That so many of the world’s children in crisis live without compassionate considerations or safeguards from harm is tantamount to being one the world’s greatest “badges of shame.”

They’re among the estimated 1.2 billion children worldwide who are considered “at risk,” vulnerable to a host of calamities, abuse, hunger and diseases—a toxic combination driven largely by poverty and supercharged by the COVID-19 pandemic.[6]

2021 Global Childhood Report
The 2021 Save the Children Global Childhood Report highlights the toughest places on Earth to be a child, and examines the many factors that rob children of their childhoods and reveals where greater investments are needed to save children from poverty, discrimination and neglect. Photo by Save the Children

According to Save the Children, more than half the world’s children are at risk of poverty, conflict and discrimination against girls.[7] A report by the international charity states that one billion children live in poverty, 240 million live in areas impacted by conflict, and 575 million girls live in countries where discrimination against women and girls is common.

According to Save the Children, Singapore and Slovenia are the best places to be a child, where childhood is most protected.[8] In contrast, Save the Children’s latest Global Childhood Report for 2021, “The Toughest Places To Be A Child,” lists 10 sub-Saharan African nations as the worst places to be a child, “where childhood is most threatened.”[9]

Perhaps surprisingly to some of our readers, the United States is ranked 43rd on the list, behind Russia, Lebanon and Belarus. According to Save the Children’s report, “The United States badly trails many other advanced countries in helping children reach their full potential.” Nonetheless, it ranks among the top 47 countries in the world where relatively few children miss out on their childhoods. The report states, “Countries with similar scores include Bahrain, China, Montenegro, Qatar, Russia, and Slovakia.”[10]

Save the Children says millions of children are being “robbed of the childhoods they deserve.” The agency states that every child has a right to childhood free from fear, safe from violence, protected from abuse and exploitation.

The concept of childhood is defined in the (U.N.) Convention on the Rights of the Child. It represents a shared vision of childhood: healthy children in school and at play, growing strong and confident with the love and encouragement of their family and an extended community of caring adults, gradually taking on the responsibilities of adulthood.[11]

But, the report acknowledges, “This ideal contrasts starkly with the childhood many experience.”[12]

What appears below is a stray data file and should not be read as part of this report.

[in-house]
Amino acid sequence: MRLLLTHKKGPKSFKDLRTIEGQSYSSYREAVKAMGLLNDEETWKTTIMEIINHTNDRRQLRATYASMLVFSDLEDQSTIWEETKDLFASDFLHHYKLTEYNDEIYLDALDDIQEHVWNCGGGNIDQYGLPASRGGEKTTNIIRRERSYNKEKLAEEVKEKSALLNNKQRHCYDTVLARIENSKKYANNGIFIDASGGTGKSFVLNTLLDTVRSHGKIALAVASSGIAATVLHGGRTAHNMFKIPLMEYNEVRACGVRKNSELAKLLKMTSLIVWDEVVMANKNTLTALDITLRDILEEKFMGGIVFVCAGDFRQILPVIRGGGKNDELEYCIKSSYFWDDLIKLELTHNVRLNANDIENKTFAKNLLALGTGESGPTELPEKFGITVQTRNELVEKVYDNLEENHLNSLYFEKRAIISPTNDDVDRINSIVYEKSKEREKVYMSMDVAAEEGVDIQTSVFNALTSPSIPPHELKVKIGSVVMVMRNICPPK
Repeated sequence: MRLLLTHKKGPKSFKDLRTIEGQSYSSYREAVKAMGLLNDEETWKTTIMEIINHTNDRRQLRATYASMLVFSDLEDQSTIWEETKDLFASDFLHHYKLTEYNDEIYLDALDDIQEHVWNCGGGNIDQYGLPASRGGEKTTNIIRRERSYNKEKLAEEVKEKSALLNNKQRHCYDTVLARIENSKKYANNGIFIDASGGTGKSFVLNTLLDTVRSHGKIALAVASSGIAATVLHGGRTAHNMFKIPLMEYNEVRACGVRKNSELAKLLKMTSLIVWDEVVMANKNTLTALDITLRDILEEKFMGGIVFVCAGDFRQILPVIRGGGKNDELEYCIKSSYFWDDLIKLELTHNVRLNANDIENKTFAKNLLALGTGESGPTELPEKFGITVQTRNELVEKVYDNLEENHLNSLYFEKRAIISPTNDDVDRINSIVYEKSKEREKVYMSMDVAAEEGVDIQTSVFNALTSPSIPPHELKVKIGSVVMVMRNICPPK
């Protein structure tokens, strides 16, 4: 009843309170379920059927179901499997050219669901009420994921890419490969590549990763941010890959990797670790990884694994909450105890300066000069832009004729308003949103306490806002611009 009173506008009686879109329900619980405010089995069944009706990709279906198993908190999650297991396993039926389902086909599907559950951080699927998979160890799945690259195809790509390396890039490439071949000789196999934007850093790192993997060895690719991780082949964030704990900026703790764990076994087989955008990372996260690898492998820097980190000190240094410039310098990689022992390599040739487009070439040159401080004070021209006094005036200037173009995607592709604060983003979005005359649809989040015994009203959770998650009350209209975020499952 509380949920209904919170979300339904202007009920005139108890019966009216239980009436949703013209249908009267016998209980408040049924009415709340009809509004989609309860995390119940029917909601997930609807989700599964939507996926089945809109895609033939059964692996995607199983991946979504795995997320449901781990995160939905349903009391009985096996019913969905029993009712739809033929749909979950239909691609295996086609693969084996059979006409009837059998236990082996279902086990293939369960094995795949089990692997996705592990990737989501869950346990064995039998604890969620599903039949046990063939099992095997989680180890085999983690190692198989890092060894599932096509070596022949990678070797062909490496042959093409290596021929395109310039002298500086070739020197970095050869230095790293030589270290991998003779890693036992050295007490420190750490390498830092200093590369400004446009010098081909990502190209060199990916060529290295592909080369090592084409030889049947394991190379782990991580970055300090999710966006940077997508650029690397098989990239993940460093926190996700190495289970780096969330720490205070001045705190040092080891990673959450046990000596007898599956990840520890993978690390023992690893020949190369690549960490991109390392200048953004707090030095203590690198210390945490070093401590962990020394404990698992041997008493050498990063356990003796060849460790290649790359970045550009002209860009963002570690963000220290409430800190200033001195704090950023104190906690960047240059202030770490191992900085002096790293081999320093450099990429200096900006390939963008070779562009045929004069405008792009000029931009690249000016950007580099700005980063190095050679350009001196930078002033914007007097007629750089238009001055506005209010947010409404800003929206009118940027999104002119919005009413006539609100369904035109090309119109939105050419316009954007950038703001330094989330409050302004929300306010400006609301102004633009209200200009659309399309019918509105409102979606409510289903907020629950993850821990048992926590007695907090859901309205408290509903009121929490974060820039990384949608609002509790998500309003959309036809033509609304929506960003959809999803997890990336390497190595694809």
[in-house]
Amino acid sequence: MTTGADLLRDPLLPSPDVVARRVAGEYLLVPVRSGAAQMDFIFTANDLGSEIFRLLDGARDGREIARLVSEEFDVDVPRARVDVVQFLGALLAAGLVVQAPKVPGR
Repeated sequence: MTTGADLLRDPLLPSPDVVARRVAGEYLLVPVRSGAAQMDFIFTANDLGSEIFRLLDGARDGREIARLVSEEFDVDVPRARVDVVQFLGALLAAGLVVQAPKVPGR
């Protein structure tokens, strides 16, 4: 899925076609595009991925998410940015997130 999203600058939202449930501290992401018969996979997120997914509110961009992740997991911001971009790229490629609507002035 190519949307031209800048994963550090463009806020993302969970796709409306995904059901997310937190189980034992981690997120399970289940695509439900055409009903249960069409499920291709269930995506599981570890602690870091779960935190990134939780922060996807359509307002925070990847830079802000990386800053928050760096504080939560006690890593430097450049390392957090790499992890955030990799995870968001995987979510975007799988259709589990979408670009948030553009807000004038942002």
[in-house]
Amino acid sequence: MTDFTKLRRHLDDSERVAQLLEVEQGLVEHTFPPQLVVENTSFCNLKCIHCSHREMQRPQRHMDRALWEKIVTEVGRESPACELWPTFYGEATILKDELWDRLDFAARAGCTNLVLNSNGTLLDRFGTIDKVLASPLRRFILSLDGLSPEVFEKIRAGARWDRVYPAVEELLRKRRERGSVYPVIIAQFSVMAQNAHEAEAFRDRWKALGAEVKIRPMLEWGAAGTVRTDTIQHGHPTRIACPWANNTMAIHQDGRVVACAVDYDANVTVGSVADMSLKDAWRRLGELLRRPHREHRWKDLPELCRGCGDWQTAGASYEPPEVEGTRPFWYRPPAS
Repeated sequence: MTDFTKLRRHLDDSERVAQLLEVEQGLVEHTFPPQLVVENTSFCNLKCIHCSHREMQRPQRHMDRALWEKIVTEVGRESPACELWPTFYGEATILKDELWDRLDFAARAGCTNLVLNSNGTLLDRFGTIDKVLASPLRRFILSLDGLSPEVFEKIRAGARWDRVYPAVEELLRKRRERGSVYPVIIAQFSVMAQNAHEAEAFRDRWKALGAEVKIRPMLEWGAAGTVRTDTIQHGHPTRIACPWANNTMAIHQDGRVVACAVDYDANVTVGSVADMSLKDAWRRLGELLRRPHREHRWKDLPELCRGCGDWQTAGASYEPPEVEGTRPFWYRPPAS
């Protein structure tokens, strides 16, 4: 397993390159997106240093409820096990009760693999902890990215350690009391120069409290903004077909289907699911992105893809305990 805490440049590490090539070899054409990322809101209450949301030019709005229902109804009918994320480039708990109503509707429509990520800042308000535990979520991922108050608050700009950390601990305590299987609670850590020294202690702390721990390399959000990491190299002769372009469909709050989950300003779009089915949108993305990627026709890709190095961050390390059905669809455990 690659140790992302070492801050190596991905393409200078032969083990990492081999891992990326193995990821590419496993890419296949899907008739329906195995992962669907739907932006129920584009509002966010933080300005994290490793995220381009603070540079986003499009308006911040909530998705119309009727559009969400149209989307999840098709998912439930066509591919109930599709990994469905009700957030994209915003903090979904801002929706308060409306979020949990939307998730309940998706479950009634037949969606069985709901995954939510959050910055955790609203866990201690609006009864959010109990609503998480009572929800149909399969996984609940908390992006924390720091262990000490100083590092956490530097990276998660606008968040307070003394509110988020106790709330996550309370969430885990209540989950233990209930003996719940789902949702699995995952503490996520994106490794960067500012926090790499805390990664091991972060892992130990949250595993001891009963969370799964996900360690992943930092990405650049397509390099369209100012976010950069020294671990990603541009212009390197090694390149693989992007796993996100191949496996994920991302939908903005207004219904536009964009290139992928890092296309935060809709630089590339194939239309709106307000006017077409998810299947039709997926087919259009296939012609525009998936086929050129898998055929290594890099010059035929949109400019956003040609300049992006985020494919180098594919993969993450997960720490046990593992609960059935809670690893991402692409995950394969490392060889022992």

Poor children in Asia walking along the street
These children, just like almost every child in their Haryana slum, set out early each morning in search of garbage in their area. They go around looking for empty plastic bottles, cans, metal, and the like which they then can sell to make a little money to help their families.

Fatherless Kids in Crisis: The ‘Epidemic’ of the Street Children

Around the world, one of the most critical issues affecting children is the surge in the number of kids living on the streets, with no one to protect them or care for them.

Child abandonment is a worldwide crisis. Globally, the “epidemic” of absent fathers, especially, is a major cause of child neglect, often leaving children without a male role model, protector and provider.[13]

Combined with the tribal practice of having multiple wives or concubines, it’s not unusual in some African countries for one man to produce upwards of 30 children.[14] Many of these children grow up never having any relationship with their father, or even knowing who their father is.

An abandoned child in the slums of Kamapala, Uganda
An abandoned child sits alone and neglected next to open sewage in the slums of Kamapala, Uganda in July 2007. Photo by SuSanA Secretariat, Flickr

A report published in 2020 by the African Network for the Prevention and Protection Against Child Abuse and Neglect revealed that child neglect and sexual violence were the biggest issues facing kids growing up in Uganda, one of the lowest-ranking countries.[15] In 2015, a study of street children in the capital city of Kampala revealed that most kids, the large majority being boys, began their life on the streets between the ages of 5 and 10. Seven out of every 10 street kids had come to Kampala by public taxi or bus. They came for a myriad of reasons. Some came to find work and advance their prospects; others were orphans or victims of abuse or neglect who’d fled horrible home environments; and then there were the rebels and runaways. Almost two-thirds of the kids had lived on the streets for at least a year, and many of them had been on the streets for four years or more. More than half of the children reported they’d been physically abused on the streets, and one in every four said they’d suffered sexual abuse.